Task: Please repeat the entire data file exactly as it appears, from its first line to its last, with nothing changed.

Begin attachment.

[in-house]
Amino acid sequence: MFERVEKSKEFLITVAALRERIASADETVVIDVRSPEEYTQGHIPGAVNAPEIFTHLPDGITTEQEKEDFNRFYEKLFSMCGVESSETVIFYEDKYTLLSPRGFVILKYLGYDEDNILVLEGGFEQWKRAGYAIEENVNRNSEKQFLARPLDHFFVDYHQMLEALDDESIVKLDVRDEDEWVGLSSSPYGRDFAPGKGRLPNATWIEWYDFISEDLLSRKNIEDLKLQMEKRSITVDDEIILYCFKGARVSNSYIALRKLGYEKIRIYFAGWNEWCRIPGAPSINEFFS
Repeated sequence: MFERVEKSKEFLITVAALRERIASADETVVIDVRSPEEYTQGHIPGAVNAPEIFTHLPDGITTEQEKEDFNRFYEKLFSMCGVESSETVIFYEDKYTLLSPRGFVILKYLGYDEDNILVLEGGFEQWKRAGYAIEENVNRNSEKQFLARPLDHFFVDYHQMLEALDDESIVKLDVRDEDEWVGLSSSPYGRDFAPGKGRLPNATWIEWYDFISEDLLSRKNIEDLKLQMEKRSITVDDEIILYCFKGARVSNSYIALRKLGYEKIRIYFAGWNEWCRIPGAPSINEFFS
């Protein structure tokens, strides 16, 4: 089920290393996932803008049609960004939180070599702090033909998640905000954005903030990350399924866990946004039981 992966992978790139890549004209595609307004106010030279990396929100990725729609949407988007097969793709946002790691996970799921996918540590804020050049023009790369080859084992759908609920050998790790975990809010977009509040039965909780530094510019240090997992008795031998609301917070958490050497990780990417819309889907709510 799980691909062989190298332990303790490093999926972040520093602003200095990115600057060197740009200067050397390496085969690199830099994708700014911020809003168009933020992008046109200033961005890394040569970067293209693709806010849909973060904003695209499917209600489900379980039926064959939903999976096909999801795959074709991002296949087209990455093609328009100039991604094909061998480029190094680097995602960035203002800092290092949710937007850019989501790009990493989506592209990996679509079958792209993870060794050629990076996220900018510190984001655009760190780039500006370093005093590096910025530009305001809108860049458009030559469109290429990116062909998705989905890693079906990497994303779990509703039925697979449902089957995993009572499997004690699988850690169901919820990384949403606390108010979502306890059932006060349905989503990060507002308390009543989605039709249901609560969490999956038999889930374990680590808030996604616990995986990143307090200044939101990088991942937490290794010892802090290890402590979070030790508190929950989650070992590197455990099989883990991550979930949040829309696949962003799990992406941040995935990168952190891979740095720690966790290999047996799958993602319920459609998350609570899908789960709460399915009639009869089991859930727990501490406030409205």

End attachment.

[in-house]
Amino acid sequence: MFERVEKSKEFLITVAALRERIASADETVVIDVRSPEEYTQGHIPGAVNAPEIFTHLPDGITTEQEKEDFNRFYEKLFSMCGVESSETVIFYEDKYTLLSPRGFVILKYLGYDEDNILVLEGGFEQWKRAGYAIEENVNRNSEKQFLARPLDHFFVDYHQMLEALDDESIVKLDVRDEDEWVGLSSSPYGRDFAPGKGRLPNATWIEWYDFISEDLLSRKNIEDLKLQMEKRSITVDDEIILYCFKGARVSNSYIALRKLGYEKIRIYFAGWNEWCRIPGAPSINEFFS
Repeated sequence: MFERVEKSKEFLITVAALRERIASADETVVIDVRSPEEYTQGHIPGAVNAPEIFTHLPDGITTEQEKEDFNRFYEKLFSMCGVESSETVIFYEDKYTLLSPRGFVILKYLGYDEDNILVLEGGFEQWKRAGYAIEENVNRNSEKQFLARPLDHFFVDYHQMLEALDDESIVKLDVRDEDEWVGLSSSPYGRDFAPGKGRLPNATWIEWYDFISEDLLSRKNIEDLKLQMEKRSITVDDEIILYCFKGARVSNSYIALRKLGYEKIRIYFAGWNEWCRIPGAPSINEFFS
């Protein structure tokens, strides 16, 4: 089920290393996932803008049609960004939180070599702090033909998640905000954005903030990350399924866990946004039981 992966992978790139890549004209595609307004106010030279990396929100990725729609949407988007097969793709946002790691996970799921996918540590804020050049023009790369080859084992759908609920050998790790975990809010977009509040039965909780530094510019240090997992008795031998609301917070958490050497990780990417819309889907709510 799980691909062989190298332990303790490093999926972040520093602003200095990115600057060197740009200067050397390496085969690199830099994708700014911020809003168009933020992008046109200033961005890394040569970067293209693709806010849909973060904003695209499917209600489900379980039926064959939903999976096909999801795959074709991002296949087209990455093609328009100039991604094909061998480029190094680097995602960035203002800092290092949710937007850019989501790009990493989506592209990996679509079958792209993870060794050629990076996220900018510190984001655009760190780039500006370093005093590096910025530009305001809108860049458009030559469109290429990116062909998705989905890693079906990497994303779990509703039925697979449902089957995993009572499997004690699988850690169901919820990384949403606390108010979502306890059932006060349905989503990060507002308390009543989605039709249901609560969490999956038999889930374990680590808030996604616990995986990143307090200044939101990088991942937490290794010892802090290890402590979070030790508190929950989650070992590197455990099989883990991550979930949040829309696949962003799990992406941040995935990168952190891979740095720690966790290999047996799958993602319920459609998350609570899908789960709460399915009639009869089991859930727990501490406030409205």